This sand by Caribsea is perfect for supporting the foraging habit of goldfish

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Decor

Using plastic plants along with certain moss types will enhance the look of your aquarium. You can add large stones and small sticks as well to replicate a pond and give your fish plenty of options to play.

Plants

Keeping natural vegetation is difficult when it comes to wakin, who love to eat plants. More active ones might even uproot plants. Moreover, many plants won’t survive in the colder temperatures that wakins like. Knowing this, here are several plants that can take the punishment of these fish or may be ignored entirely:

If you do not want to deal with the hassle artificial plants is advised. In large commercial size ponds, plants are often omitted

Filtration

To deal with the typically large amounts of goldfish waste, go with a filtration system meant for large tanks. It’s also advised to get a filtration system with a larger tank capacity than what your setup has. A large power filter is minimum for a Wakin in a aquarium. For ponds, consider a waterfall style filtration system. Large ponds over 1500 gallons will often consider bead filtration for maximum biological filtration.

Since these fish are large and produce a lot of waste, consider a high end biological media like biohome.

Editor's Choice!
Biohome Ultimate Filter Media

Editor's Choice!

This is the best media you can buy for your aquarium. It does it all - removes ammonia, nitrite, and nitrates

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How to Breed Wakin Goldfish

We have certain pointers for those of you who are particularly interested in creating your own Wakin ecosystem.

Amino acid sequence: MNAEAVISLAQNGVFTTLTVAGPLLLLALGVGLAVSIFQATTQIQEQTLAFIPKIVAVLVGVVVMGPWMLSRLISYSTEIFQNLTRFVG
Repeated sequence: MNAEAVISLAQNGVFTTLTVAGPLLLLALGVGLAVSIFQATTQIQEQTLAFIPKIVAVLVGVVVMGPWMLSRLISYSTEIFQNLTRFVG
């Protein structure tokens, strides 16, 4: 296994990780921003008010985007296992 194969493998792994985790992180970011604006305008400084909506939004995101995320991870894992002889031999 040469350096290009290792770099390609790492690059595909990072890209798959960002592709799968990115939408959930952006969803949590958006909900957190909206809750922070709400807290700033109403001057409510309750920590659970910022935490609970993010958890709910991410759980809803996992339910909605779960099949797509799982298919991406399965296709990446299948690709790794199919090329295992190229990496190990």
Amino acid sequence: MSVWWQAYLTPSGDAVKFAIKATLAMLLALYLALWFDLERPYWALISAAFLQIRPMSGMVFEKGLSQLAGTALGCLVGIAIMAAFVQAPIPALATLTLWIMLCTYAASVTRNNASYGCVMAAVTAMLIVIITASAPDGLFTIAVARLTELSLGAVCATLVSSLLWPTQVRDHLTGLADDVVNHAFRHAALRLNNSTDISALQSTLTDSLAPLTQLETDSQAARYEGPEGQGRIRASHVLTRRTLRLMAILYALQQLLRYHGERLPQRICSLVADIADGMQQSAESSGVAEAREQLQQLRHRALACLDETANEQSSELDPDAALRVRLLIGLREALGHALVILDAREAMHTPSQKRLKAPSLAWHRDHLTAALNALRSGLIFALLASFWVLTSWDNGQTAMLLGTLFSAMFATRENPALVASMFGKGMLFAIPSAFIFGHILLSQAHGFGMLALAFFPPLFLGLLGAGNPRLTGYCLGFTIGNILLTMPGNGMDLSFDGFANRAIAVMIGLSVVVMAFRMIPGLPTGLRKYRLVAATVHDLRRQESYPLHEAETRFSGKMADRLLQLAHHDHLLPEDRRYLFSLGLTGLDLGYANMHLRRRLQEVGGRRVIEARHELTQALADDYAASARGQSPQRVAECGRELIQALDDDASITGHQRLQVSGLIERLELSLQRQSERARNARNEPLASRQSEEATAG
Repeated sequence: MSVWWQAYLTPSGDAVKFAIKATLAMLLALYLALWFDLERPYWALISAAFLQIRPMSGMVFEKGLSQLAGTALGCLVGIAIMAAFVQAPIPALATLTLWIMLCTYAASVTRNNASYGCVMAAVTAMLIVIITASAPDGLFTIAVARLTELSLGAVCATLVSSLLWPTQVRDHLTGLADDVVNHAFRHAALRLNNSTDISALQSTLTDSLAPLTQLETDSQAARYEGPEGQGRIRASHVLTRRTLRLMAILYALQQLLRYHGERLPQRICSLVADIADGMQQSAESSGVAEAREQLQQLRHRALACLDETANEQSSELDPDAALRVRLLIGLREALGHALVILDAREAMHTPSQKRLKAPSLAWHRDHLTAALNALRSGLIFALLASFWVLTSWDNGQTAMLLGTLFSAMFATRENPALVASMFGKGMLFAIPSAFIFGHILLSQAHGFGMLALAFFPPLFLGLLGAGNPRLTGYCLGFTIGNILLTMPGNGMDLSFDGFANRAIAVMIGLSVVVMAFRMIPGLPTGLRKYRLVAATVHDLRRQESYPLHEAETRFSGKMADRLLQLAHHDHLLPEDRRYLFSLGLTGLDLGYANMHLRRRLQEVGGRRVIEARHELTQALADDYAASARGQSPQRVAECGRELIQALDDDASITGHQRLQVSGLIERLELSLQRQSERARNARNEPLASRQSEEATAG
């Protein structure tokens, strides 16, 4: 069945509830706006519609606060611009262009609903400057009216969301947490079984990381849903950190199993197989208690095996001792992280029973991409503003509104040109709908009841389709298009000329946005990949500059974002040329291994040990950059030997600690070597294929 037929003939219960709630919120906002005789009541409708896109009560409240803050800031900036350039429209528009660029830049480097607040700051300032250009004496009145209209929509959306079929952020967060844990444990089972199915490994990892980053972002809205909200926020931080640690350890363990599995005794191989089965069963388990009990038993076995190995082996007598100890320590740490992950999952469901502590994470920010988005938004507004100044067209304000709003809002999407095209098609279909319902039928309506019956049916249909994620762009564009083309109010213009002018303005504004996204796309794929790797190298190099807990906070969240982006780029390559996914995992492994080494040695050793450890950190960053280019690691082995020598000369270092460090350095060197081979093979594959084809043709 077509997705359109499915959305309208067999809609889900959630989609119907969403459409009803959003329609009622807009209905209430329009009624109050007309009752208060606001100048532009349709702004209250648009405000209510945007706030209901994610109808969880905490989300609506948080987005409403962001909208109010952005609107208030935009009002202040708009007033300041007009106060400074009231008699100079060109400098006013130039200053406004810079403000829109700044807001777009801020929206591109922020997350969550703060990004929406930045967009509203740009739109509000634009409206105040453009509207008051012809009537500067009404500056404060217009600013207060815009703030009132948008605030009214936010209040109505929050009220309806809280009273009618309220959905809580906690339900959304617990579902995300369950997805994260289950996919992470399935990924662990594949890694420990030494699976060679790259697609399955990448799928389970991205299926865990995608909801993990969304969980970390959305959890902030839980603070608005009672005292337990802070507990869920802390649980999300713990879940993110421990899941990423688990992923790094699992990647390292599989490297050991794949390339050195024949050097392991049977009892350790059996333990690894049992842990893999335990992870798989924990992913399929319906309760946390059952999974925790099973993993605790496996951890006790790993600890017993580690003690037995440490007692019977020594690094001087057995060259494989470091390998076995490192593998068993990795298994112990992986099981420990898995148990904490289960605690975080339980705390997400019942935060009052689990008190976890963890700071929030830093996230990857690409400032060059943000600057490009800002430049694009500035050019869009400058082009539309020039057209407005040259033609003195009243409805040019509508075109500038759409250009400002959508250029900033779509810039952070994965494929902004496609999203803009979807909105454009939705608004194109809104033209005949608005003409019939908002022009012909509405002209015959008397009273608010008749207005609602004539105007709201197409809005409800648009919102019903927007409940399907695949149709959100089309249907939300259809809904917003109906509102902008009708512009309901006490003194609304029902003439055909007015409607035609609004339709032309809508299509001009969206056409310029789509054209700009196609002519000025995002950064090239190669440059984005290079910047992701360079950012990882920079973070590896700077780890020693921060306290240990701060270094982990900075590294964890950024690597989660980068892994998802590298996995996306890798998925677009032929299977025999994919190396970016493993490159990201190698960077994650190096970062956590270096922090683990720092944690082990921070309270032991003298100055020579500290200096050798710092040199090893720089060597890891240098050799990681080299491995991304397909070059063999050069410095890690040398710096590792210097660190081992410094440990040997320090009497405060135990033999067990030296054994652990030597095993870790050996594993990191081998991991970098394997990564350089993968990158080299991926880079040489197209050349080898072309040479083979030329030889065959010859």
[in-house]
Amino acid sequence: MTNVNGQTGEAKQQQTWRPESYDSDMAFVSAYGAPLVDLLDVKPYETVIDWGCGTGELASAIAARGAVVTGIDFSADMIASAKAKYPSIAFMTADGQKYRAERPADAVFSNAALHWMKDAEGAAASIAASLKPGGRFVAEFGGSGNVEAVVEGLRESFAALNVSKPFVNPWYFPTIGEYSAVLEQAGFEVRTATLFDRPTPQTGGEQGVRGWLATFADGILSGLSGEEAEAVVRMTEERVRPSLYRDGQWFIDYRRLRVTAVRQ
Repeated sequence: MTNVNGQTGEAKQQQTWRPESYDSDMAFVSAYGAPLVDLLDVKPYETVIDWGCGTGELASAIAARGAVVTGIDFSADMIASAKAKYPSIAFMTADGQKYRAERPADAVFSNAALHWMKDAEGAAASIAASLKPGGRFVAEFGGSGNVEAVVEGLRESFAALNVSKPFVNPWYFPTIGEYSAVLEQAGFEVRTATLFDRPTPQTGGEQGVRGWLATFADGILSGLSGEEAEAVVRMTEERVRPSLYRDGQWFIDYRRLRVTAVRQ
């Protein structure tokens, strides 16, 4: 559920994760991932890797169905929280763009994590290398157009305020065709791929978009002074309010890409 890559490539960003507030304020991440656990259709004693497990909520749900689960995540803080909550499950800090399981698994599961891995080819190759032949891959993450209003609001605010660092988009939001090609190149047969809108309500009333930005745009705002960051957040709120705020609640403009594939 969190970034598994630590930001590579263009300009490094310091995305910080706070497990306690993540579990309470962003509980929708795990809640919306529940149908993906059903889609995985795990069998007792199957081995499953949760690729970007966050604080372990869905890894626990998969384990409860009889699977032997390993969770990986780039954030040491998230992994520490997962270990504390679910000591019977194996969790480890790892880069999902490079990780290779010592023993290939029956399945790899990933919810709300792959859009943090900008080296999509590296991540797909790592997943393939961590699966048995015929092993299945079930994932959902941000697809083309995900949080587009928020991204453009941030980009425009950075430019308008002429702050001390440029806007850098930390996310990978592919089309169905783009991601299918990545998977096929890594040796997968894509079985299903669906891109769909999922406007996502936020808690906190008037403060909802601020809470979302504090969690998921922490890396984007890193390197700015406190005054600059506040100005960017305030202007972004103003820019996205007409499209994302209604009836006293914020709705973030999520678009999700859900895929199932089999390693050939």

To push your mating, you must first replicate the natural changes they go through in a pond. Firstly, since they mate during spring, dropping the water temperature to 60 or 65 degrees F will signal the fish to procreate.

You must offer the fish adequate natural vegetation such as the Java moss in order to create suitable egg laying zones. You can also look for artificial spawning mops which do the same job as the moss. You should see fry within 48-72 hours of eggs being laid.

Note that in larger ponds, Wakin Goldfish breed regularly. If you don’t want an overflowing pond, you’ll have to make regular checks. Larger fish like Koi will eat baby fry.

Health and Disease

The best way to keep your fish healthy is with great filtration and a quality diet. Prevention is the best remedy when it comes to health. If you are wondering if your fish is unhealthy, there are some pointers to help.

Signs of Health in Wakin Goldfish

A healthy wakin is one that retains its friendly, lively and curious nature. You will see it frequently dipping in and out of tank and pond decorations, swimming swiftly and actively, and eating large amounts of food in short amounts of time.

Signs of Ill Health and Treatment

Unfortunately, like all goldfish varieties, wakins are also susceptible to freshwater fish diseases like ich, fin rot, bacterial infections, fluke, etc. The article I linked to contains a wealth of information on how to identify and cure many common diseases you may come across. Common signs of an ill fish would be: